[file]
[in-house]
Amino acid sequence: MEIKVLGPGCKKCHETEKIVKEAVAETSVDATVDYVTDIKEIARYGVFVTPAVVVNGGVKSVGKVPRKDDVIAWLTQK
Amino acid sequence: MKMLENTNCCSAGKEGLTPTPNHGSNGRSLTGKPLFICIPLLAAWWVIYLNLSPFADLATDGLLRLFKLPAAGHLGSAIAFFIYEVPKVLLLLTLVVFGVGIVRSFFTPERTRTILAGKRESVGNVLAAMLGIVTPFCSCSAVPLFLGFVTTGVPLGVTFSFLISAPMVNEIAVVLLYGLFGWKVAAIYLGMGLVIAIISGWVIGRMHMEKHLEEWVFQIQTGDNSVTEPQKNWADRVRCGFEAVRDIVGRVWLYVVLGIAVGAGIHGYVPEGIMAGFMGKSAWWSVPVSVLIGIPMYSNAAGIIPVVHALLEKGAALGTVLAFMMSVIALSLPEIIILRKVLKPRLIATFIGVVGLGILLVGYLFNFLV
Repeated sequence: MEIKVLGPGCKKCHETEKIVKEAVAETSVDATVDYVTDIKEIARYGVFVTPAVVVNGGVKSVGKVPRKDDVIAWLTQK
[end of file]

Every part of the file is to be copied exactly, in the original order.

[in-house]
Amino acid sequence: MEIKVLGPGCKKCHETEKIVKEAVAETSVDATVDYVTDIKEIARYGVFVTPAVVVNGGVKSVGKVPRKDDVIAWLTQK
Amino acid sequence: MKMLENTNCCSAGKEGLTPTPNHGSNGRSLTGKPLFICIPLLAAWWVIYLNLSPFADLATDGLLRLFKLPAAGHLGSAIAFFIYEVPKVLLLLTLVVFGVGIVRSFFTPERTRTILAGKRESVGNVLAAMLGIVTPFCSCSAVPLFLGFVTTGVPLGVTFSFLISAPMVNEIAVVLLYGLFGWKVAAIYLGMGLVIAIISGWVIGRMHMEKHLEEWVFQIQTGDNSVTEPQKNWADRVRCGFEAVRDIVGRVWLYVVLGIAVGAGIHGYVPEGIMAGFMGKSAWWSVPVSVLIGIPMYSNAAGIIPVVHALLEKGAALGTVLAFMMSVIALSLPEIIILRKVLKPRLIATFIGVVGLGILLVGYLFNFLV
Repeated sequence: MEIKVLGPGCKKCHETEKIVKEAVAETSVDATVDYVTDIKEIARYGVFVTPAVVVNGGVKSVGKVPRKDDVIAWLTQK